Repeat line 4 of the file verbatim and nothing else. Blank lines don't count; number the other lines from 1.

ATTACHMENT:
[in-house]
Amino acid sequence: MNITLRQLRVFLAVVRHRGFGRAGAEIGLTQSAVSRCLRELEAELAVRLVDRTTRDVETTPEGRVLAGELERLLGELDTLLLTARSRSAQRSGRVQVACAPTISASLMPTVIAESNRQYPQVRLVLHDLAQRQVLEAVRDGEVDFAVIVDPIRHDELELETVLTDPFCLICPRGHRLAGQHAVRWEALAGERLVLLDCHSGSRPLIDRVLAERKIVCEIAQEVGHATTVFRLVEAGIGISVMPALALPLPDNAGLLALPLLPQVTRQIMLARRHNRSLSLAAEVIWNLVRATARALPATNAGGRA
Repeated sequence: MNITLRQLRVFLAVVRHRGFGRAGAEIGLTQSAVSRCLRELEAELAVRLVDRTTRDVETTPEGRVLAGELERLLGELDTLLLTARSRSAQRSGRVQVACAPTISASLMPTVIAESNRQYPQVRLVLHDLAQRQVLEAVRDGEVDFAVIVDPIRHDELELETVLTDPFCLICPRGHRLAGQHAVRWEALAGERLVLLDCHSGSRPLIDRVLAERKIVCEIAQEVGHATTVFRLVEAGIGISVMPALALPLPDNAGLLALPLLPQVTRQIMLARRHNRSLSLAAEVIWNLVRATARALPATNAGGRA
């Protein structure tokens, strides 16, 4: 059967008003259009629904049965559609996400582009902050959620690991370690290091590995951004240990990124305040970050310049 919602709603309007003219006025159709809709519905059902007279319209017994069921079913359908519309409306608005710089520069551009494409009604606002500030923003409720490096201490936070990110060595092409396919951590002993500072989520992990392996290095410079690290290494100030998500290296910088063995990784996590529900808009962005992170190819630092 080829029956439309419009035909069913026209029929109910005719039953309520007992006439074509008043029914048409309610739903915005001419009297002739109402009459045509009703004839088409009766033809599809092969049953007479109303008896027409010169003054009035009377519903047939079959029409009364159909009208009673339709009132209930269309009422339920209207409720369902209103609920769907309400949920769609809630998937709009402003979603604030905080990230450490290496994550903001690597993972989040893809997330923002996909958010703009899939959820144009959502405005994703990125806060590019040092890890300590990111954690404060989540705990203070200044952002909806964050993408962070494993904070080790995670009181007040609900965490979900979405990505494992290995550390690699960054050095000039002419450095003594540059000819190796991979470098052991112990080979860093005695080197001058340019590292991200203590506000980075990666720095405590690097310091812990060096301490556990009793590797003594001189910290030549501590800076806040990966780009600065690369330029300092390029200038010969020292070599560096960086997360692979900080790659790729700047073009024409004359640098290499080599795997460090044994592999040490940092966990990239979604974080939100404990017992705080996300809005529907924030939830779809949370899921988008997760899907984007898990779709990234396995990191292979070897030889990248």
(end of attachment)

């Protein structure tokens, strides 16, 4: 059967008003259009629904049965559609996400582009902050959620690991370690290091590995951004240990990124305040970050310049 919602709603309007003219006025159709809709519905059902007279319209017994069921079913359908519309409306608005710089520069551009494409009604606002500030923003409720490096201490936070990110060595092409396919951590002993500072989520992990392996290095410079690290290494100030998500290296910088063995990784996590529900808009962005992170190819630092 080829029956439309419009035909069913026209029929109910005719039953309520007992006439074509008043029914048409309610739903915005001419009297002739109402009459045509009703004839088409009766033809599809092969049953007479109303008896027409010169003054009035009377519903047939079959029409009364159909009208009673339709009132209930269309009422339920209207409720369902209103609920769907309400949920769609809630998937709009402003979603604030905080990230450490290496994550903001690597993972989040893809997330923002996909958010703009899939959820144009959502405005994703990125806060590019040092890890300590990111954690404060989540705990203070200044952002909806964050993408962070494993904070080790995670009181007040609900965490979900979405990505494992290995550390690699960054050095000039002419450095003594540059000819190796991979470098052991112990080979860093005695080197001058340019590292991200203590506000980075990666720095405590690097310091812990060096301490556990009793590797003594001189910290030549501590800076806040990966780009600065690369330029300092390029200038010969020292070599560096960086997360692979900080790659790729700047073009024409004359640098290499080599795997460090044994592999040490940092966990990239979604974080939100404990017992705080996300809005529907924030939830779809949370899921988008997760899907984007898990779709990234396995990191292979070897030889990248």